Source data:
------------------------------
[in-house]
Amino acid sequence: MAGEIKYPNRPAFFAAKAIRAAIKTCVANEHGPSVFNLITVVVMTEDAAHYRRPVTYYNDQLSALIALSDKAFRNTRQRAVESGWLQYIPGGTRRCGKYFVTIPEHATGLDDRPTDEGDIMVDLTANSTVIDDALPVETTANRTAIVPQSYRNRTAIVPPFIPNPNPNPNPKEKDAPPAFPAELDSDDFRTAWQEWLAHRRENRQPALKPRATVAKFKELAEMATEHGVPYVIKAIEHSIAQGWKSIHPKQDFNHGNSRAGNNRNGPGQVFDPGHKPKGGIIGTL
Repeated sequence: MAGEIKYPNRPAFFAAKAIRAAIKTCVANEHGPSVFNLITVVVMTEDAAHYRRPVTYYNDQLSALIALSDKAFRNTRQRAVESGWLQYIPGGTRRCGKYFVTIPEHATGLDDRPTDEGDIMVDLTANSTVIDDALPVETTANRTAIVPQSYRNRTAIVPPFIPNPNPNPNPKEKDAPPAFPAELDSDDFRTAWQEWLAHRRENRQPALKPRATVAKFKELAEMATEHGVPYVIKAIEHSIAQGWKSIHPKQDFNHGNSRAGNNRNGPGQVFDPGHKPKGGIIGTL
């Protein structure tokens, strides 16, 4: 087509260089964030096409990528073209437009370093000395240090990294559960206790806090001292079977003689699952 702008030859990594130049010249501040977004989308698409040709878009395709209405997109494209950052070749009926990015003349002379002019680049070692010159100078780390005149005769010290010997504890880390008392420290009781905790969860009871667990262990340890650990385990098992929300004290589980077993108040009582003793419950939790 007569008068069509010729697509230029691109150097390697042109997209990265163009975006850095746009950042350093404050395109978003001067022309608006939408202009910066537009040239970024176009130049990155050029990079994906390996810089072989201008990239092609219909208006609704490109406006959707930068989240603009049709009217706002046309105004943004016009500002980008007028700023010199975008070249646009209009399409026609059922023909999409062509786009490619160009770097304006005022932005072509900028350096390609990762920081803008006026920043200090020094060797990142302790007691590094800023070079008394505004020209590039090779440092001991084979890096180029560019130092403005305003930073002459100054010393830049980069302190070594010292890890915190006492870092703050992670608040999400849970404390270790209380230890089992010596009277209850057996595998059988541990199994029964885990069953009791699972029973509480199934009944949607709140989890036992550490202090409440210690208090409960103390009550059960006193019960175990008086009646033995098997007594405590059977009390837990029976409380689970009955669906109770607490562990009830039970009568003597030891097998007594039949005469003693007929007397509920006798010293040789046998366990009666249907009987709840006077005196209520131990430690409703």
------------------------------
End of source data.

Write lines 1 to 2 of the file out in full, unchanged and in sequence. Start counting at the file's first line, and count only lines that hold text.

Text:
[in-house]
Amino acid sequence: MAGEIKYPNRPAFFAAKAIRAAIKTCVANEHGPSVFNLITVVVMTEDAAHYRRPVTYYNDQLSALIALSDKAFRNTRQRAVESGWLQYIPGGTRRCGKYFVTIPEHATGLDDRPTDEGDIMVDLTANSTVIDDALPVETTANRTAIVPQSYRNRTAIVPPFIPNPNPNPNPKEKDAPPAFPAELDSDDFRTAWQEWLAHRRENRQPALKPRATVAKFKELAEMATEHGVPYVIKAIEHSIAQGWKSIHPKQDFNHGNSRAGNNRNGPGQVFDPGHKPKGGIIGTL